Loading ...
Sorry, an error occurred while loading the content.
 

Civil Liability for Nuclear Claims Bill, 2010: is life cheap in India?

Expand Messages
  • Harsh Kapoor
    South Asians Against Nukes - Year 12 21 June 2010 http://groups.yahoo.com/group/SAAN_/message/1344 o o o The Hindu, June 21, 2010 Civil Liability for Nuclear
    Message 1 of 1 , Jun 20, 2010
      South Asians Against Nukes - Year 12
      21 June 2010

      http://groups.yahoo.com/group/SAAN_/message/1344

      o o o

      The Hindu, June 21, 2010

      Civil Liability for Nuclear Claims Bill, 2010: is life cheap in India?

      by Arjun Makhijani

      In this file photo an activist lights a candle in New Delhi during a
      demonstration demanding justice for Bhopal gas tragedy victims. India
      would be ignoring its own tragic history of the Bhopal disaster, still
      unfolding with the health and lives of tens of thousands of people
      ruined.
      PTIIn this file photo an activist lights a candle in New Delhi during
      a demonstration demanding justice for Bhopal gas tragedy victims.
      India would be ignoring its own tragic history of the Bhopal disaster,
      still unfolding with the health and lives of tens of thousands of
      people ruined.

      The bill should be amended to include an explicit provision that says
      there would be no operator liability cap, and that an initial payment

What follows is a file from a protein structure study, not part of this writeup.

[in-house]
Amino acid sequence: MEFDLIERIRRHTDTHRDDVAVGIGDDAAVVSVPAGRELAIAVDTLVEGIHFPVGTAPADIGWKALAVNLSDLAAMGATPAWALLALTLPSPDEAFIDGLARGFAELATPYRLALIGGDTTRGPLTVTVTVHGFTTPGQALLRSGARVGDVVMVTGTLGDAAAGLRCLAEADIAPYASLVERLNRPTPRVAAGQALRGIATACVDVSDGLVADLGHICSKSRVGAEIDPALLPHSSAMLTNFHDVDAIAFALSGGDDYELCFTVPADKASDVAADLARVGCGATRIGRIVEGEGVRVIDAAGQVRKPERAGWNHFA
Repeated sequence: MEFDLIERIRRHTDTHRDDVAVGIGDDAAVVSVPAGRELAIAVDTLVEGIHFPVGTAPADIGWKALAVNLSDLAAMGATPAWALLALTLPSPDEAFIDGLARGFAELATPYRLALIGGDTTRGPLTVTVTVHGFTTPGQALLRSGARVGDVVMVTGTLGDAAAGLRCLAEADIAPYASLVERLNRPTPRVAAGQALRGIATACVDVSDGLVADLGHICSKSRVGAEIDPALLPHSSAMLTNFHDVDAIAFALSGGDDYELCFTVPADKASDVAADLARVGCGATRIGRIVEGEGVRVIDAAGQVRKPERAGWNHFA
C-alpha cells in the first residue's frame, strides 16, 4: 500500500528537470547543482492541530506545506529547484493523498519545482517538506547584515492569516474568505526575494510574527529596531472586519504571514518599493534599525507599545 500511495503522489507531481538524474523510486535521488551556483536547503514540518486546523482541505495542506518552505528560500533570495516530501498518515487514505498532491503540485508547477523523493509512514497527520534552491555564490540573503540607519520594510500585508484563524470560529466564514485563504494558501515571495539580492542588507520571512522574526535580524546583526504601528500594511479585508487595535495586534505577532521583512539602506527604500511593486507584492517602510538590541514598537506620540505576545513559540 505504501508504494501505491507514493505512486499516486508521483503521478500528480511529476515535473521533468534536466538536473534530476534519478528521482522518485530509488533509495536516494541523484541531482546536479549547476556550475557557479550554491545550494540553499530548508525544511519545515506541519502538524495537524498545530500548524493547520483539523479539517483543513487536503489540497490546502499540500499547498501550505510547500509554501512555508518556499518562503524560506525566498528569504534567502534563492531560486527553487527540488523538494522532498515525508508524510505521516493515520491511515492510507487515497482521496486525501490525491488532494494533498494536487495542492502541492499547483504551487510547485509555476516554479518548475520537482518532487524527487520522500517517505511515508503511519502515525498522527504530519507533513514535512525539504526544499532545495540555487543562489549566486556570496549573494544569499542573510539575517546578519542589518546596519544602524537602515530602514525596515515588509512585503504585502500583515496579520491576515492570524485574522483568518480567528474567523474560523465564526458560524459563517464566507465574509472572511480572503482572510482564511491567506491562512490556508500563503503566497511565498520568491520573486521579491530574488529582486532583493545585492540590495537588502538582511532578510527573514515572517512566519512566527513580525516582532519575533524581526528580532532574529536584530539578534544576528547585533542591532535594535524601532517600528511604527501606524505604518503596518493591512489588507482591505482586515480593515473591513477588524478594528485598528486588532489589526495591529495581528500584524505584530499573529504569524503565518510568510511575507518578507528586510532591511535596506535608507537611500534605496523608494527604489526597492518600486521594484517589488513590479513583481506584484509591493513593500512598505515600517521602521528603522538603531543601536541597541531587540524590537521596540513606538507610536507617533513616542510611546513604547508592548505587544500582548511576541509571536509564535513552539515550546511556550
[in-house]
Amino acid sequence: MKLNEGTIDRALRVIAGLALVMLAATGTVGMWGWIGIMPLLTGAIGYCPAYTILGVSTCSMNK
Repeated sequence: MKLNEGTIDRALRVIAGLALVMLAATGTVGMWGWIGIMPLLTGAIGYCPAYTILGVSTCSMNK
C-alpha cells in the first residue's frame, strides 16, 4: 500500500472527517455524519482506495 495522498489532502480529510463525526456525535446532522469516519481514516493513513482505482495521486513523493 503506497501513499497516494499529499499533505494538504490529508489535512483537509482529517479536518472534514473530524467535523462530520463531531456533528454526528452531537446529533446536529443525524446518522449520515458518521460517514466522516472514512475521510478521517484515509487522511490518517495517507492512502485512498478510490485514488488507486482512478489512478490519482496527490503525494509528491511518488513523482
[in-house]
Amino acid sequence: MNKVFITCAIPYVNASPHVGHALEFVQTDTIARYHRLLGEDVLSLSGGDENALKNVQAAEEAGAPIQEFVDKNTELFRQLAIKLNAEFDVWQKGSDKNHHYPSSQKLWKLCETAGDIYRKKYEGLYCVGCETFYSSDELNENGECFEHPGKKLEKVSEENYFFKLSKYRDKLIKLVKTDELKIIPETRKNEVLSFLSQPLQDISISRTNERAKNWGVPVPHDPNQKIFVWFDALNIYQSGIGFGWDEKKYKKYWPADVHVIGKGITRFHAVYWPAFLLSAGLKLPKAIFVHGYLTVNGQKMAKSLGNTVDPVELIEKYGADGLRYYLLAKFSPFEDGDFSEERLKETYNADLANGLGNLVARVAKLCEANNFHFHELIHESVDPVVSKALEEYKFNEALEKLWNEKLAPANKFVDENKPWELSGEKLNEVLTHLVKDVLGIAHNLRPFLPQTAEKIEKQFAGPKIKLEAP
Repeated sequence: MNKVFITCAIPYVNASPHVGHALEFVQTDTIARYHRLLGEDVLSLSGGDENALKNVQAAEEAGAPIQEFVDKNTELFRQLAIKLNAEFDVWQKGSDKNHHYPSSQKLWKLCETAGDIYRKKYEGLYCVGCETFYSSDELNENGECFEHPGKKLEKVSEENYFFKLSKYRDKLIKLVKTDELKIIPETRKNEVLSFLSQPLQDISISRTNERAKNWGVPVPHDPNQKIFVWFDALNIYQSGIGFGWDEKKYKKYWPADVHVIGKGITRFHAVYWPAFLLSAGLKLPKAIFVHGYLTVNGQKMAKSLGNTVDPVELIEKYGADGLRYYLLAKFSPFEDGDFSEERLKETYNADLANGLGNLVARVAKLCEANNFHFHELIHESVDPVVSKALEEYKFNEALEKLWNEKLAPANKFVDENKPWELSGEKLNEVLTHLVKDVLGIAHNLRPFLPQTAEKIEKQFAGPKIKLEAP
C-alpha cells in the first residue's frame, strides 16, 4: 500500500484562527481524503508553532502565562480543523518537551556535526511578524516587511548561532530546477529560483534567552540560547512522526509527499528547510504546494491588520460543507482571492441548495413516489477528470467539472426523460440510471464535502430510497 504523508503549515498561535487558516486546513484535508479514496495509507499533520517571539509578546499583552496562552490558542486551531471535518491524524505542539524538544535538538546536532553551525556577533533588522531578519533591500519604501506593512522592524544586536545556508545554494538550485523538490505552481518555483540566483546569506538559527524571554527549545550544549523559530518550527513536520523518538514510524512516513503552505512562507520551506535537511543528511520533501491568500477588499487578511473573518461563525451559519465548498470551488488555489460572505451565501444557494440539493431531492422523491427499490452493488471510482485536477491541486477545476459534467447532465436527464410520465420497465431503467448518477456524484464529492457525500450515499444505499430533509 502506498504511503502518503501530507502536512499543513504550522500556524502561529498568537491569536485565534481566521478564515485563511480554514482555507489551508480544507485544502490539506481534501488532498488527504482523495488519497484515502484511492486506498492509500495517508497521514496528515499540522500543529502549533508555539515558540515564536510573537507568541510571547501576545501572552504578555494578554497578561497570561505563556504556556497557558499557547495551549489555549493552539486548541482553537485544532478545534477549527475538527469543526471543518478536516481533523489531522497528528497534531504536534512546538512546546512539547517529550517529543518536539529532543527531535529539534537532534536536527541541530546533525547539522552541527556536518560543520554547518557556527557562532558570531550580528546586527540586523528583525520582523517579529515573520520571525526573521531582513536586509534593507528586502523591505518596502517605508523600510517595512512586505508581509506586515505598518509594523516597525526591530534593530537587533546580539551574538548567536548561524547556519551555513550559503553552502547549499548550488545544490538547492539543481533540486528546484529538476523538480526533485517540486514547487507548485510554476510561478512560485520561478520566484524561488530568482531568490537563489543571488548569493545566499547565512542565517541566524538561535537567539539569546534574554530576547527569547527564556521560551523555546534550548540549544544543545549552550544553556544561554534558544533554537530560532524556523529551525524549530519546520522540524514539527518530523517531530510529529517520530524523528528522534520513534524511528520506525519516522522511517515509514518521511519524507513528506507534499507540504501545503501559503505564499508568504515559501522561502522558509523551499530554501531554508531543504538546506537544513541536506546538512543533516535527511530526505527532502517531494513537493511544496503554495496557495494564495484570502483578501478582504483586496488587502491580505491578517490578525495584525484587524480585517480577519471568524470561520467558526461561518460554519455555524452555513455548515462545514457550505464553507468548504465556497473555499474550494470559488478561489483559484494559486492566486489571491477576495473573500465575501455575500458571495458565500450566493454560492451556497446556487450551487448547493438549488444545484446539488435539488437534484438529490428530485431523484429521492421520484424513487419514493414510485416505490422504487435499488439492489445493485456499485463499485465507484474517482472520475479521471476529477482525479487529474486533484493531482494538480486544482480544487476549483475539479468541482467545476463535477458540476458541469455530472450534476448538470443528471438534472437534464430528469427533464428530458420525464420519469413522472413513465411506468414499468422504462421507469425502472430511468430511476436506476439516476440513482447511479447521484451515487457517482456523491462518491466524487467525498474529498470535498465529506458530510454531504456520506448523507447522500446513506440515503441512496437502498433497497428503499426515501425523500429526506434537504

of $20 billion (about Rs. 92,000 crores) would have to be put in
      escrow in a worst case accident.

      Before the Indian Parliament votes on limiting the liability of
      nuclear operators due to accidents, it should carefully consider the
      much higher limits that the United States has set for itself — about
      $11 billion per incident industry maximum (under the Price-Anderson
      Act). The liability of the operator of the plant would be just Rs. 500
      crores, about $110 million, which is just one per cent of the U.S.
      limit, and about $450 million per accident. The proposed law allows an
      adjustment of this upwards or downwards to a possible lower limit of
      just Rs. 300 crores, or about $65 million. But more than that,
      Parliament should consider that the actual damages could be far
      greater than the U.S. liability limit.

      A 1997 study by the U.S. government's own Brookhaven National
      Laboratory, on Long Island, New York, found that the severe spent fuel
      pool accidents could result in damages from somewhat under $1 billion
      of up to $566 billion, depending on a how full and hot the pool is at
      the time of the accident and the intensity of the postulated fire. The
      high-end figure would amount to over $700 billion in 2009 dollars.
      Vast amounts of land — up to about 7,000 square kilometres in the
      worst case — would have to be condemned. Large numbers of people would
      have to be evacuated. Further, the maximum estimated monetary damages
      do not take into account some critical elements. For instance, the
      Brookhaven amount does not include excess cancer deaths, estimated to
      range from 1,500 to more than 100,000. Worst case nuclear reactor
      accident cancers and condemned area were estimated to be generally
      comparable to the upper end of the spent fuel accident estimates. (
      R.J. Travis, R.E. Davis, E.J. Grove, M.A. Azarm, A Safety and
      Regulatory Assessment of Generic BWR and PWR Permanently Shutdown
      Nuclear Power Plants, Brookhaven National Laboratory, 1997
      (NUREG/CR-6451). See Tables 4.1, 4.2, and 4.3.)